Book Freak 137: Finding Relief from Anxiety’s Grip

Four pieces of advice from Dr. Russell Kennedy's "Anxiety Rx"

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In his book Anxiety Rx: A New Prescription for Anxiety Relief from the Doctor Who Created It, Russell Kennedy shares his personal journey to heal from chronic anxiety and offers a new perspective on understanding and treating this common condition. Drawing on his medical training coupled with Eastern practices like meditation, Kennedy provides a holistic framework to help readers find relief from anxiety’s grip.

Here are four tips from the book:

Separate the mental and physical components of anxiety

Viewing anxious thoughts and bodily alarm as interconnected makes anxiety very difficult to unravel. By distinguishing worried thinking from alarmed bodily sensations, you can target each component with specific interventions. For the mental aspect of anxiety, practices like meditation, mindfulness, and cognitive behavioral therapy can help you observe anxious thoughts from a distance without engaging or believing them. This diffuses their power over you. For the physical bodily sensations, relaxation techniques like deep breathing, progressive muscle relaxation, yoga, and mindfulness of body sensations can activate the parasympathetic nervous system and calm feelings of alarm.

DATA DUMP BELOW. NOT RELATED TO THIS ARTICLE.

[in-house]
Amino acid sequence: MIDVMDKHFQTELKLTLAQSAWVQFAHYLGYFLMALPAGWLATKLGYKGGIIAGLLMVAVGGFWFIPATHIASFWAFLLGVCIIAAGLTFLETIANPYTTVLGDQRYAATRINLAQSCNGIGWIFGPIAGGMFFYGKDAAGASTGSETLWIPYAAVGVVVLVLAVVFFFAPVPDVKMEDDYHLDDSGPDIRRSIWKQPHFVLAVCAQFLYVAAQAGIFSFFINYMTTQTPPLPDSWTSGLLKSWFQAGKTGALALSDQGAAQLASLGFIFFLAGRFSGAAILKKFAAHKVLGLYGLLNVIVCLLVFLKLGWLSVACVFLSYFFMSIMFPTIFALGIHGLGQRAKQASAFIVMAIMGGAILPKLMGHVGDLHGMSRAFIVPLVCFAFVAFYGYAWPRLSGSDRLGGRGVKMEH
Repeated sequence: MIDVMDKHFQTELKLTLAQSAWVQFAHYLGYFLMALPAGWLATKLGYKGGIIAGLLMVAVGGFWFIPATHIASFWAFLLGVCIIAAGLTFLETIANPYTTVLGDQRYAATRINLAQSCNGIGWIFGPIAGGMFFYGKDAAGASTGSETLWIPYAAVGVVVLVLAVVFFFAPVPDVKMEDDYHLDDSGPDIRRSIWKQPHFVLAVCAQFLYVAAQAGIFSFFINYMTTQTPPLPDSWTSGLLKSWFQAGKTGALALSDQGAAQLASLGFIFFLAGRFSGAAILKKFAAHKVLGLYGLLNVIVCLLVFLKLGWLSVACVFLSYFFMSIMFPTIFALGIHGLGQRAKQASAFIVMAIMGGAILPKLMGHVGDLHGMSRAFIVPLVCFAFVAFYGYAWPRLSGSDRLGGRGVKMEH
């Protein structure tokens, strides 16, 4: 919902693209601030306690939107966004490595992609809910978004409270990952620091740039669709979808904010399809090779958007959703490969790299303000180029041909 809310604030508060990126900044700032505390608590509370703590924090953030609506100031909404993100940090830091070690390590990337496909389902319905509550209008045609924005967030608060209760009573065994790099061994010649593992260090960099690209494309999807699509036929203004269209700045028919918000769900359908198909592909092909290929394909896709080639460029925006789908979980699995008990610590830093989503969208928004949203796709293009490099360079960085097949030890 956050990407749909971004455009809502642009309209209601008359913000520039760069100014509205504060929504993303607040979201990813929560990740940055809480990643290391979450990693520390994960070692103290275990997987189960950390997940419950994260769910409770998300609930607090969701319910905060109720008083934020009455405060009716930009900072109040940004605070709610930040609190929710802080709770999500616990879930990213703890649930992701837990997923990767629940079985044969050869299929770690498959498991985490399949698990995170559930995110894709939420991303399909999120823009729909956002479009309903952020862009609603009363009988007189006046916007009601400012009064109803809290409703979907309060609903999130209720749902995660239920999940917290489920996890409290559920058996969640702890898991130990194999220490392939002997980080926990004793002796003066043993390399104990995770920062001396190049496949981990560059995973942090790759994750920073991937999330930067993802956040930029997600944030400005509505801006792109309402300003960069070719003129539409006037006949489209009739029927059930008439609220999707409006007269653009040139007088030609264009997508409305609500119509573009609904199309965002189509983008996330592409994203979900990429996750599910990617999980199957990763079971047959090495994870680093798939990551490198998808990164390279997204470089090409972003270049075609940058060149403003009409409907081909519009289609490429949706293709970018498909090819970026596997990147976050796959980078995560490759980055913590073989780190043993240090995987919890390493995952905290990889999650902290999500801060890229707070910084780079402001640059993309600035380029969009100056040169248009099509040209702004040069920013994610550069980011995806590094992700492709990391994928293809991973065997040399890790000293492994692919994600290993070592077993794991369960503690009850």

Bring awareness to anxious thoughts without getting caught up in them

Notice worried thoughts arising without following or arguing with them. This helps diffuse their power. Starve anxious thoughts of the credibility, belief, and attention they need to persist. Use mindfulness to observe thoughts non-judgmentally without believing or engaging with them. This prevents you from getting sucked into the storyline of the anxious thinking. Practice attention redirection by intentionally focusing on something else when you notice anxious thoughts arising. Shift your concentration to physical sensations, breathing, or external sights/sounds. Reframe worrying as wasted energy and make an empowered choice to focus your mental energy on the present moment. Repeatedly bring your concentration back to the body and out of the head which houses anxious thoughts.

Use mindfulness and breathing to calm the body

Slow, deep breathing activates the parasympathetic nervous system, lowering feelings of alarm. Keeping attention on the physical sensations of inhaling and exhaling helps ground you in the present moment.

Don’t try to forcibly resist anxiety

Trying to suppress anxiety often backfires and strengthens its grip. Instead, adopt an allowing, non-judgmental attitude toward your anxious experiences. Remind yourself that anxiety is temporary and cannot truly harm you. Avoid value judgements about whether it is good or bad – simply let it be. This helps discharge the fight-or-flight pressure behind anxiety. Resisting it often paradoxically reinforces it, while allowing space for it to unfold results in it gradually dissipating on its own.


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